It seems that we are what animates our bodies, rather than the bodies themselves.
Similarly, are we our behavior? In my mind, it seems we are one who behaves, rather than the behavior.
When someone treats me badly, I feel bad, as if I was bad. Not just bad in behavior, but bad in essence. Noticing this, I realized how the identity I formed from childhood, based on how others acted towards me, was mistaken and troublesome. Troublesome because it caused unnecessary unhappiness.
The good news is that it is possible for us to overcome this mistaken identity and embrace reality.
The method for doing so is meditation.
The practice of meditation provides an opportunity to experience oneself from the inside out, and has nothing to do with reflections from others, the body, or behavior.
If you’ve spent any time meditating, you know that much of the time passes uselessly following thoughts as they chase each other through the field of consciousness. Yet, at moments here and there, wonderful glimpses of something else shine through, bringing joy, love, and deep peace. In those moments, we get an experience of what animates the body and the mind, of what we truly are when all the thoughts quiet down.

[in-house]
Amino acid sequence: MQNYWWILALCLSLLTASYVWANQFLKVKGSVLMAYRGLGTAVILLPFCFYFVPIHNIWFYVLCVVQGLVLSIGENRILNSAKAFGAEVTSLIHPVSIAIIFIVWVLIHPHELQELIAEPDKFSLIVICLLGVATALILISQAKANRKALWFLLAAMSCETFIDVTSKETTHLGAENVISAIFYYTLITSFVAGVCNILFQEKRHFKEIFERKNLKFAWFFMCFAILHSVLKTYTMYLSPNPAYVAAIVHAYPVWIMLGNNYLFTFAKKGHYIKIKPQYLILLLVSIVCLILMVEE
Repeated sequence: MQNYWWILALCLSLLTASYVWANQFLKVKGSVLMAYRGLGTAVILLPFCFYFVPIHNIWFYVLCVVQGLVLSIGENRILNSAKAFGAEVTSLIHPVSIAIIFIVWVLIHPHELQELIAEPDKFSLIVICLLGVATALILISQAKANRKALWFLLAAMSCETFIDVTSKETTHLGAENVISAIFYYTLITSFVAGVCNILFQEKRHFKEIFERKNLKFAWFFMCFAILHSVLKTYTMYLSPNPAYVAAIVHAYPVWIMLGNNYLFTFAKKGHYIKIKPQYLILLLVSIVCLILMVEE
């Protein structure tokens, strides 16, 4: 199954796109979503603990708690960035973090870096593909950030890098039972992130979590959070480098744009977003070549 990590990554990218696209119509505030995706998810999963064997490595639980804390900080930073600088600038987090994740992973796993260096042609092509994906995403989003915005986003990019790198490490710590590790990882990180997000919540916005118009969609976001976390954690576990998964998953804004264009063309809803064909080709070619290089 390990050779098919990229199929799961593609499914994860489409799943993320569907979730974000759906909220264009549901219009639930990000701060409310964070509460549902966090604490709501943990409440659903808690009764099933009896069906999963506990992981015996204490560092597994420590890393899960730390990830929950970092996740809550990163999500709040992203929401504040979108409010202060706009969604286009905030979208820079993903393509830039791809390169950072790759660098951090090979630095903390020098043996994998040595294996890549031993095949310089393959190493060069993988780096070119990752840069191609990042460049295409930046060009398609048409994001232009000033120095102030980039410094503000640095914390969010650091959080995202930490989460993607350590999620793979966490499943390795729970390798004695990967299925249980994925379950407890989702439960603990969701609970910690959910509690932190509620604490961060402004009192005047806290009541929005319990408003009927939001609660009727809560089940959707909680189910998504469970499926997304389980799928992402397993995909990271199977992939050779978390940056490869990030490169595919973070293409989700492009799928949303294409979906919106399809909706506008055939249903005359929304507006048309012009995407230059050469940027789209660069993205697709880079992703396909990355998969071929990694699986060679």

Slowly, over time, these experiences accumulate and provide direct experience of ourselves, of our essential, real selves, and this can completely change our ideas of what and who we are.
As I’ve meditated over the years, my self-identity has been slowly changing, enabling me greater access to happiness, love, and peace of mind. Where the old mistaken identity blocks the experience of inner beauty, meditation opens the door to it.
Thich Nhat Hanh says, “Please call me by my true names”. I invite you to find your true names, your true identity, through meditation.
Appreciation to Gitanjali Wells (@moriahw) for her editorial suggestions with this post.